IDEAS home Printed from https://ideas.repec.org/p/ces/ceswps/_764.html
   My bibliography  Save this paper

Do Central Banks have Precautionary Demands for Expansions and for Price Stability? - Theory and Evidence

Author

Listed:
  • Alex Cukierman
  • V. Anton Muscatelli

Abstract

This paper analyses the impact of asymmetric preferences with respect to inflation and output by policymakers on interest-rate reaction functions and test for their existence. A modified New Keynesian framework which makes it possible to identify the dominant type of asymmetry is developed and related to the precautionary demand of policymakers for expansions and for low inflation. Using data for four G7 economies, the paper shows that, except for Germany, nonlinear and asymmetric behaviour is present. A main finding, for the US, is that after credibility-building and disinflation have been established, the monetary authority develops a greater precautionary demand for output expansions than for low inflation. This may generate a new type of inflation bias. Conversely, where, as is the case in the UK, credibility-building is still a concern for the authorities, managing the business cycle is dominated by concerns of the monetary authorities to keep inflation expectations low.

Suggested Citation

  • Alex Cukierman & V. Anton Muscatelli, 2002. "Do Central Banks have Precautionary Demands for Expansions and for Price Stability? - Theory and Evidence," CESifo Working Paper Series 764, CESifo Group Munich.
  • Handle: RePEc:ces:ceswps:_764
    as

    Download full text from publisher

    File URL: http://www.cesifo-group.de/DocDL/764.pdf
    Download Restriction: no

    References listed on IDEAS

    as
    1. Alex Cukierman, 2002. "Are contemporary central banks transparent about economic models and objectives and what difference does it make?," Review, Federal Reserve Bank of St. Louis, issue Jul, pages 15-36.
    2. Kimball, Miles S, 1990. "Precautionary Saving in the Small and in the Large," Econometrica, Econometric Society, vol. 58(1), pages 53-73, January.
    3. Hansen, Lars Peter, 1982. "Large Sample Properties of Generalized Method of Moments Estimators," Econometrica, Econometric Society, vol. 50(4), pages 1029-1054, July.
    4. McCallum, Bennett T., 1997. "Crucial issues concerning central bank independence," Journal of Monetary Economics, Elsevier, vol. 39(1), pages 99-112, June.
    5. Barro, Robert J & Gordon, David B, 1983. "A Positive Theory of Monetary Policy in a Natural Rate Model," Journal of Political Economy, University of Chicago Press, vol. 91(4), pages 589-610, August.
    6. Richard Clarida & Jordi Galí & Mark Gertler, 2000. "Monetary Policy Rules and Macroeconomic Stability: Evidence and Some Theory," The Quarterly Journal of Economics, Oxford University Press, vol. 115(1), pages 147-180.
    7. George A. Akerlof & William T. Dickens & George L. Perry, 2000. "Near-Rational Wage and Price Setting and the Long-Run Phillips Curve," Brookings Papers on Economic Activity, Economic Studies Program, The Brookings Institution, vol. 31(1), pages 1-60.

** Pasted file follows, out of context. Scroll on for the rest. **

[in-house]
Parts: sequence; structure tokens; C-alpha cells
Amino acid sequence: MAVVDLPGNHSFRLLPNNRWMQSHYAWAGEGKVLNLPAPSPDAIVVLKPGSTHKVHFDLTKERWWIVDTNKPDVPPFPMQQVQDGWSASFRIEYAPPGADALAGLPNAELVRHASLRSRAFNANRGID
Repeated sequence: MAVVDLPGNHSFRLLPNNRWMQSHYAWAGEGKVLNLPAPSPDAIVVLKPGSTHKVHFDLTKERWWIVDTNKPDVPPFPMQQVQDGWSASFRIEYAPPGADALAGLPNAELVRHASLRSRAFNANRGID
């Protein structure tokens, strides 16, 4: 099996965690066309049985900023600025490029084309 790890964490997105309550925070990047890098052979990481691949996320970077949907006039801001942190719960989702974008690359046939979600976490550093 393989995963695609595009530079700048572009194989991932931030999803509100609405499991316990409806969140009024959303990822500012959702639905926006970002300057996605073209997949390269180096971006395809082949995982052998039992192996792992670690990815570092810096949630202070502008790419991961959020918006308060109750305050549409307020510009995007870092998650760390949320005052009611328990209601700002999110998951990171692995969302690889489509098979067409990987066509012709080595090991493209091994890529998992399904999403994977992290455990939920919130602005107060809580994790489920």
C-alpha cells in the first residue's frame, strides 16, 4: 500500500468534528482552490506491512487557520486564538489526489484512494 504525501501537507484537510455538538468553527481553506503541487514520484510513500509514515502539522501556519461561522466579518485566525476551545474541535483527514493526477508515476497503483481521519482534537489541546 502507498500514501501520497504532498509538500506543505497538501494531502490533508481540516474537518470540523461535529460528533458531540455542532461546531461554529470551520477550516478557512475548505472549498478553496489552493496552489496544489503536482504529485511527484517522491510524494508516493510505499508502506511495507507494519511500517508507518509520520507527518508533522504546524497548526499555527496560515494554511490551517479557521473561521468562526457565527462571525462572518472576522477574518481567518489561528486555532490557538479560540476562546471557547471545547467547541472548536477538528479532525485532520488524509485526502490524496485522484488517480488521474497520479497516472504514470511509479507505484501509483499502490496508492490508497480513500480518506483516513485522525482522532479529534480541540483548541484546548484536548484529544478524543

8. Nicoletta Batini & Andrew Haldane, 1999. "Forward-Looking Rules for Monetary Policy," NBER Chapters,in: Monetary Policy Rules, pages 157-202 National Bureau of Economic Research, Inc.
    9. Gali, Jordi & Gertler, Mark & Lopez-Salido, J. David, 2001. "European inflation dynamics," European Economic Review, Elsevier, vol. 45(7), pages 1237-1270.
    10. Mark Gertler & Jordi Gali & Richard Clarida, 1999. "The Science of Monetary Policy: A New Keynesian Perspective," Journal of Economic Literature, American Economic Association, vol. 37(4), pages 1661-1707, December.
    11. Glenn Rudebusch & Lars E.O. Svensson, 1999. "Policy Rules for Inflation Targeting," NBER Chapters,in: Monetary Policy Rules, pages 203-262 National Bureau of Economic Research, Inc.
    12. Muscatelli, V Anton & Tirelli, Patrizio & Trecroci, Carmine, 2002. "Does Institutional Change Really Matter? Inflation Targets, Central Bank Reform and Interest Rate Policy in the OECD Countries," Manchester School, University of Manchester, vol. 70(4), pages 487-527, Special I.
    13. Kahneman, Daniel & Tversky, Amos, 1979. "Prospect Theory: An Analysis of Decision under Risk," Econometrica, Econometric Society, vol. 47(2), pages 263-291, March.
    14. Clarida, Richard & Gali, Jordi & Gertler, Mark, 1998. "Monetary policy rules in practice Some international evidence," European Economic Review, Elsevier, vol. 42(6), pages 1033-1067, June.
    15. Mark Gertler & Jordi Gali & Richard Clarida, 1999. "The Science of Monetary Policy: A New Keynesian Perspective," Journal of Economic Literature, American Economic Association, vol. 37(4), pages 1661-1707, December.
    16. Svensson, Lars E. O., 2000. "Open-economy inflation targeting," Journal of International Economics, Elsevier, vol. 50(1), pages 155-183, February.
    17. A. Robert Nobay & David A. Peel, 1998. "Optimal Monetary Policy in a Model of Asymmetric Central Bank Preferences," FMG Discussion Papers dp306, Financial Markets Group.
    18. Willem H. Buiter, 1999. "Alice in Euroland," Journal of Common Market Studies, Wiley Blackwell, vol. 37(2), pages 181-209, June.
    19. Dolado, Juan J. & María-Dolores, Ramón & Naveira Barrero, Manuel, 2000. "Asymmetries In Monetary Policy Rules: Evidence For Four Central Banks," CEPR Discussion Papers 2441, C.E.P.R. Discussion Papers.
    20. Ruge-Murcia, Francisco J., 2004. "The inflation bias when the central bank targets the natural rate of unemployment," European Economic Review, Elsevier, vol. 48(1), pages 91-107, February.